The Spool / TV
Undone Review: Amazon’s Rotoscoped Drama Feels Revolutionary
Raphael Bob-Waksberg and Kate Purdy poignantly swim through the recesses of time, animation and the mind in an ingenious new series.
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Raphael Bob-Waksberg and Kate Purdy poignantly swim through the recesses of time, animation and the mind in an ingenious new series.

It’s easy to think you know what Undone is going to be when you watch the first episode. Rotoscoped animation gives it that A Scanner Darkly vibes, and we’re treated to a montage of the mundanity of daily life that honestly feels as tired as the subject matter itself. It’s a scene we’ve seen before: bored millennial feels frustrated with the daily grind and wonders if there’s more to life than this.

But this is a Raphael Bob-Waksberg and Kate Purdy show, two of the minds behind BoJack Horseman, so of course that’s not all there is to it. Their work on Bojack proved both have a knack for handling complicated and nuanced discussions about mental health and addiction as well as a superior sense of storytelling. In Undone, they once again tackle mental health, but this time they add in a layer of fantasy by using time travel to talk about the very nature of reality and time itself.

The show stars Rosa Salazar (Alita: Battle Angel) as Alma, a 28-year-old daycare worker that’s thoroughly bored with her life, including her live-in boyfriend, Sam (Siddharth Dhananjay). Her relationship with her family is strained and it only grows more so as they all start gearing up for her little sister Becca’s (Angelique Cabral) wedding. Unfortunately (or fortunately?), a near-fatal car crash flips Alma’s life upside down, the effects of which have a fantastical twist. Post-accident, Alma has a completely different relationship with time, leaving the linear model we all live behind, to experience something unimaginable, guided by the ghost of her dead father (Bob Odenkirk). 


By the end of the first episode, it’s immediately obvious that Bob-Waksberg’s choice to use rotoscoped animation was the perfect one. By layering the animation over the actors and giving the backgrounds a hand-painted quality, there’s an unsettling dreaminess to it all. Moments grounded in reality feel more real because of the way the actors’ performances can come through, but these moments also blend seamlessly with scenes of fantasy. The animators can pivot from Alma sitting at a kitchen table, to Alma splitting apart from herself or floating through the vastness of space without pulling viewers out of the narrative. There are no constraints from special effects. It all feels a part of the same world in a way that might not have been achievable with live-action.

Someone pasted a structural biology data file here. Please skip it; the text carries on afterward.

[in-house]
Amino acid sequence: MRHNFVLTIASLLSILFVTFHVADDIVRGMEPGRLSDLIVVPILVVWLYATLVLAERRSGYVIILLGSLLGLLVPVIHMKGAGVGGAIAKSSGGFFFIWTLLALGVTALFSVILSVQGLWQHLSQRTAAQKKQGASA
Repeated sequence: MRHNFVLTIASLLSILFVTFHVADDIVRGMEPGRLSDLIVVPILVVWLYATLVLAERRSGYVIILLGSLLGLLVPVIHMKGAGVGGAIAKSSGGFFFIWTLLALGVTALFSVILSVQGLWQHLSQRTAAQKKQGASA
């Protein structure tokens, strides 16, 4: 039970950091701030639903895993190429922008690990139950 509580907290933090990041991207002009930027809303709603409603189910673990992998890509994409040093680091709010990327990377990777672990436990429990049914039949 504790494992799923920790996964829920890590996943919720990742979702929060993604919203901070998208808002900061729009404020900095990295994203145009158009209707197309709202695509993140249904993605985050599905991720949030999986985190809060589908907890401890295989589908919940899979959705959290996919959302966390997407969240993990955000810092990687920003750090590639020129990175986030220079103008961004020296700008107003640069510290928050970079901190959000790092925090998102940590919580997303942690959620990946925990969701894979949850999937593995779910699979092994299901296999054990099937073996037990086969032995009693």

As impressive as the look and feel of the show is, it’s the dialogue that’s the true star. Alma is sarcastic and passionate and her quick quips make her feel completely alive. That might be why she’s able to make the philosophical discussions with her father feel just as lively, despite how jam-packed they are with complex ideas generally believed to be better suited for a university classroom than a half-hour cartoon. 

It should be obvious that this is not the show to turn to if you want to shut down and mindlessly let it wash over you. Undone demands your undivided attention, but it’s attention it’s a joy to give. It manages to be both entertaining and compelling, and with Alma (who’s as baffled by what’s happening to her as we are) as our guide, it’s never once alienating.

Undone demands your undivided attention, but it’s attention it’s a joy to give.

So much of how Undone is written and designed seems meant to invite more and more people to the table. It provides representation not just for a Mexican-American family, but makes direct reference to their indigenous Mexican heritage. And Alma might be the first hearing-impaired character I’ve ever seen star in a show, let alone one with all the hallmarks of prestige TV. Bob-Waksberg manages to perfectly stride the line between explicitly addressing these facts without making them the central point of the narrative. He expertly does what too many filmmakers and showrunners seem to believe is impossible.

Undone is the most innovative and exciting piece of television I’ve seen in years. It’s more than a good story. It wants to push the medium in a new direction, and I can’t wait to see where it goes next.

Undone sends you into the swirling fantasia of a fractured mind on Amazon Prime Video September 13.

Undone Trailer: